Danny Ainge drama touches Jazz
Retiring from the Celtics, and tied to Jazz billionaire Ryan Smith
BY HENRY ABBOTT
Danny Ainge is leaving the Celtics, whose season is over, and it’s rattling the Utah Jazz—whose season is not.
A Jazz source says new Jazz billionaire Ryan Smith and Danny Ainge are “best friends.” That they at least know each other is clear. When Danny Ainge’s son Tanner ran for Congress in 2017, there was controversy around a Super-PAC whose filings showed significant donations from two sources: Danny Ainge and Ryan Smith. They’re both from Eugene, Oregon. They both went to Brigham Young University in Provo, Utah, where Smith still lives. A quick social media search shows connection.
Danny Ainge @danielraingeWith vacancy created in the house, I'm encouraging my son Tanner to run. He has the integrity, edu, exp, to rep UT in DC. #AingeforCongress?
Will the 62-year-old Ainge take a role with the Jazz?
Dennis Lindsey has done an incredible job putting together a Jazz roster that finished the season with an NBA-best 52-20 record. And yet, as this season began, sources told TrueHoop that Lindsey might be moving on anyway, with the Rockets consistently mentioned as a target.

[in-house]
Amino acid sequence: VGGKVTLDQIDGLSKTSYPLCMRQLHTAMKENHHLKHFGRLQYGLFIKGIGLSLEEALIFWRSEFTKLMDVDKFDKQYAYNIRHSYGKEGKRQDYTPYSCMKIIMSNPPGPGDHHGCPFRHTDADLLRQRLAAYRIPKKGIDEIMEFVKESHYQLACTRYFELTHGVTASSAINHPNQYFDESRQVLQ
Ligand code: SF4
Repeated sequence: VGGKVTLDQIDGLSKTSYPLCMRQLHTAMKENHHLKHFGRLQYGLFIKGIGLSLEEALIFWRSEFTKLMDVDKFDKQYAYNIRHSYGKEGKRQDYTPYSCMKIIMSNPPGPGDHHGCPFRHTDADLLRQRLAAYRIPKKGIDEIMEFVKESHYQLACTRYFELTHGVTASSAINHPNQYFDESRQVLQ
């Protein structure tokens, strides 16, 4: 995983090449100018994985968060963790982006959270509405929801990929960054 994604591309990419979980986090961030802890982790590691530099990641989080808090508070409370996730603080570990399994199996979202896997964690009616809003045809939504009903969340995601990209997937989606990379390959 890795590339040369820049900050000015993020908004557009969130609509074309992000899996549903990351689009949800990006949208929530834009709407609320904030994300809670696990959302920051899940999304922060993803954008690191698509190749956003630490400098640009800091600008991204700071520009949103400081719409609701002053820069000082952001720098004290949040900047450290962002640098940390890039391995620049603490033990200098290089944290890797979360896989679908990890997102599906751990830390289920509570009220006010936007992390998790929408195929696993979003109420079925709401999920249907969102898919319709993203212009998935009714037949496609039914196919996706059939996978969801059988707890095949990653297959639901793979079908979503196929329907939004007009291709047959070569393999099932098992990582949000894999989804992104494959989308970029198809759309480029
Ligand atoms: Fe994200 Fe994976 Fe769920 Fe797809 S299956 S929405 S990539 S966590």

It took more than a decade of angling for Rafael Stone to get to his current post. Who knows how long it will last? Many suspect the antsy Tilman Fertitta will turn on Stone soon enough. One source points out that the Jazz have new ownership and are talking about changes. Longtime Jazz executive Dennis Lindsey has deep ties to the Houston area. You have to watch your back in this business.
Lindsey grew up an hour south of Houston in Freeport, Texas—just across the bridge from the Fertitta family stronghold of Galveston Island. Dennis and his son both went to college at Baylor—a few hours from Houston. Dennis began his NBA career as a video coordinator with the Rockets. Over 11 years Lindsey worked his way up to assistant GM, before leaving for the Spurs and then Jazz.
When he got to the Jazz, Lindsey was the envy of the league with arguably the most hands-off owners in sports, the Miller family—who trusted key executives and essentially never fired anyone. Smith arrived in October with a hands-on approach, heavy day-to-day involvement, and an urge to put his imprint up and down the organization.
That Lindsey can turn around a team is undeniable. When he got the Jazz job they were a 36-30 team led by Al Jefferson. Now that the Jazz are excellent, it might be a terrible time to leave—perhaps there are titles around the corner! On the other hand, his value has never been higher.
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